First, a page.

What do you need to dare to love again?

I’d love to hear from you. Just leave your comment below.

Do you want to read more? Check the article How to become a relationship heroine.

Copyright © 2014, Natalie Jovanic. All rights reserved.

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Dating Frustration? Find some refreshing perspectives on finding a healthy relationship!

Do you know this frustration when you date people, and it always goes wrong? Here is the story of a good friend of mine and some dating advice that will give you some new thoughts about dating.

My friend is a beautiful woman with long blond hair and wonderful blue eyes. Some years ago she went through a painful relationship that ended in a difficult divorce. She has close friends but does not have a family to protect her in difficult times, so having a relationship was really important for her and she started for a loving relationship with a wonderful man.
First, she met a guy from Scotland while he was visiting the city. He went back to Scotland. My friend faced all her fears to give their relationship a chance, and she went through some hard months until she was ready to open up for him. She made it, but he gave up after six months because of his fears.
Then, she became acquainted with the second man, listened to his problems and was curious to understand him, open to accept him as he was. Again, she trusted him and faced her fears. It failed because he withdrew.
A few weeks later, she got to know the third man. The beginning was perfect, he wanted to see her and spent a lot of time with her. After some weeks, he was not sure what he wanted. She accepted his doubts and gave him freedom to sort out what he wanted. After two repetitions, she let him go.
In the beginning, she simply felt desperately sad when it did not work out, yet she used every attempt to connect more deeply with herself, defining what she wanted and needed. When the third attempt didn’t work out, she went to her doctor by some coincidence and he looked into her blue eyes and said: “You are just too nice.” She was angry about this comment, later she saw the truth of it.

As a result, she started to take good care for herself and acknowledged that life is more than just having a relationship. There are so many facets in addition to having a healthy relationship. She established new goals for her life and re-connected with a long forgotten dream and started a two-year training to be able to follow the career of her dreams. She created her own happiness inside herself. She has defined clearly what relationship and partner she wants. This guides her to take the right choices and helps her to set limits. She has increased self-esteem and each day she loves and embraces herself more.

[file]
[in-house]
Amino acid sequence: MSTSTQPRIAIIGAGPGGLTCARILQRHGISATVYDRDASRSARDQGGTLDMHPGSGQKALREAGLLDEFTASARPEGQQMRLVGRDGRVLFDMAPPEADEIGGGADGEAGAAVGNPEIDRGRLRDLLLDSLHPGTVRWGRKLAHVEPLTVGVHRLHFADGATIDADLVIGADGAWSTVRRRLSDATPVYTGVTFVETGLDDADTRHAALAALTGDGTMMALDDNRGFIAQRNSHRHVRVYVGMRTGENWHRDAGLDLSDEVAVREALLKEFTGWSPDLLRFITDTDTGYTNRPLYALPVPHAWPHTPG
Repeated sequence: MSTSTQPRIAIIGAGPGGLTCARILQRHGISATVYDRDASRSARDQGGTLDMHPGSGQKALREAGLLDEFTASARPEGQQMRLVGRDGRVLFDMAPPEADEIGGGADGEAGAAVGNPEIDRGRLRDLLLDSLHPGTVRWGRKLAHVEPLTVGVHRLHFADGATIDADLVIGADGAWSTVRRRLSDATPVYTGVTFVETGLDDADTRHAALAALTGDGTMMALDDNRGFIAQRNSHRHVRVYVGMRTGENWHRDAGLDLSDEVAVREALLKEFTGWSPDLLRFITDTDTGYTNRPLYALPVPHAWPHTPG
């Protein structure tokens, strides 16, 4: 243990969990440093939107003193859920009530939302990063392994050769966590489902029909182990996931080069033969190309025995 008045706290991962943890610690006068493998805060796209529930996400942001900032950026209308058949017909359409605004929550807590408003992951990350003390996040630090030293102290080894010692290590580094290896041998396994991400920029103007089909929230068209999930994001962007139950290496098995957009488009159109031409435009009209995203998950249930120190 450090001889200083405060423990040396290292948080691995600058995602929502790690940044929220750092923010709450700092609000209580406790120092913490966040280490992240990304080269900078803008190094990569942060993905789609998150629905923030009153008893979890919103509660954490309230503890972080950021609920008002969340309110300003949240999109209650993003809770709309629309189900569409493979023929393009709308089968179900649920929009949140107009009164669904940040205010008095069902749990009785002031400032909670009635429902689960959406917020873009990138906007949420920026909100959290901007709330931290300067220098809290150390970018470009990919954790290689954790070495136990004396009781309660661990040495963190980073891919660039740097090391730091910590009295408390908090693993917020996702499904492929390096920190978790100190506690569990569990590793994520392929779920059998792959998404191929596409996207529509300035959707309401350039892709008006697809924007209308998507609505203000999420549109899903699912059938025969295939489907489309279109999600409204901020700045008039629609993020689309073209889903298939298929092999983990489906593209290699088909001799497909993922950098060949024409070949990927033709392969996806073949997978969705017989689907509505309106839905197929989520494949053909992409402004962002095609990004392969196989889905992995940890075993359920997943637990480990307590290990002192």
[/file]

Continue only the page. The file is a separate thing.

She moves forward with her life while she never gives up on her dream to have a healthy and loving relationship.

Finding the right partner is not a simple dating “game”. You will meet people who are not ready to give you what you want or they simply can’t. That’s not about you; it’s about them. You can’t change the other person. You can only focus on what you want, have healthy boundaries and take good care for yourself. In the end, you are not looking for anybody, but for a good partner to share your life with. You are worthy with or without a partner. You deserve to be loved, honored and respected.
Happiness or fulfillment does not depend on having a relationship or not. You can find it inside yourself. So, if you meet a partner who is not ready to give you what you need or want, move on. Don’t allow desperation to control you. A good partner for you is already out there and you both will meet when it is the right time. Meanwhile enjoy your life as a single, enjoy your freedom, explore new hobbies, do all that you always wanted to do.
Connect with yourself. Explore your spirituality. Start your personal growth process. What are your passions? What are your dreams? What are your strengths? What makes you special? Your life is precious. Being a single is a phase of your life that has many benefits, being in a relationship has others. Embrace this phase of your life and make it the best phase ever.

What are your experiences with dating?

I’d love to hear from you. Just leave a comment below.

Do you want to read more? Check the post What does your soul yearn for?

Copyright © 2014, Natalie Jovanic. All rights reserved.